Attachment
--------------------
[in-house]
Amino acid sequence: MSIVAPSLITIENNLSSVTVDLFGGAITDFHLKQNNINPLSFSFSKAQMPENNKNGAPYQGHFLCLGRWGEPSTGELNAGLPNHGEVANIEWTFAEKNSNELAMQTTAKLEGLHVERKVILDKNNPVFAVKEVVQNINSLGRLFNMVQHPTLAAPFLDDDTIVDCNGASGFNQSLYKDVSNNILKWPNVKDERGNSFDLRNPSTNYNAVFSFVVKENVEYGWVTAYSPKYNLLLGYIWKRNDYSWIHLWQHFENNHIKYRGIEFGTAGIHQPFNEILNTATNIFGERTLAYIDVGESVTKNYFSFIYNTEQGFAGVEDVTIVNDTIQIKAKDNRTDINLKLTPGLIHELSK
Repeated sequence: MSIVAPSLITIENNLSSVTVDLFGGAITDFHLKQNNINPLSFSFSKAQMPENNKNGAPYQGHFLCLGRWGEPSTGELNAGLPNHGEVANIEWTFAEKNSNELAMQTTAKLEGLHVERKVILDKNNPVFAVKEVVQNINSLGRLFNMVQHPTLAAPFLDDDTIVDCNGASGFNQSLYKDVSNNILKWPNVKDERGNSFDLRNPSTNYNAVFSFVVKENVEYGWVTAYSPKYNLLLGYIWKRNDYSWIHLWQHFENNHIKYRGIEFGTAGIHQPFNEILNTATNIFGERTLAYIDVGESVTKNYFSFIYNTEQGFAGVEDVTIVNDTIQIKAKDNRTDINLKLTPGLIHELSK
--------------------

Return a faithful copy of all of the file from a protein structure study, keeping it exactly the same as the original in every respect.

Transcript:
[in-house]
Amino acid sequence: MSIVAPSLITIENNLSSVTVDLFGGAITDFHLKQNNINPLSFSFSKAQMPENNKNGAPYQGHFLCLGRWGEPSTGELNAGLPNHGEVANIEWTFAEKNSNELAMQTTAKLEGLHVERKVILDKNNPVFAVKEVVQNINSLGRLFNMVQHPTLAAPFLDDDTIVDCNGASGFNQSLYKDVSNNILKWPNVKDERGNSFDLRNPSTNYNAVFSFVVKENVEYGWVTAYSPKYNLLLGYIWKRNDYSWIHLWQHFENNHIKYRGIEFGTAGIHQPFNEILNTATNIFGERTLAYIDVGESVTKNYFSFIYNTEQGFAGVEDVTIVNDTIQIKAKDNRTDINLKLTPGLIHELSK
Repeated sequence: MSIVAPSLITIENNLSSVTVDLFGGAITDFHLKQNNINPLSFSFSKAQMPENNKNGAPYQGHFLCLGRWGEPSTGELNAGLPNHGEVANIEWTFAEKNSNELAMQTTAKLEGLHVERKVILDKNNPVFAVKEVVQNINSLGRLFNMVQHPTLAAPFLDDDTIVDCNGASGFNQSLYKDVSNNILKWPNVKDERGNSFDLRNPSTNYNAVFSFVVKENVEYGWVTAYSPKYNLLLGYIWKRNDYSWIHLWQHFENNHIKYRGIEFGTAGIHQPFNEILNTATNIFGERTLAYIDVGESVTKNYFSFIYNTEQGFAGVEDVTIVNDTIQIKAKDNRTDINLKLTPGLIHELSK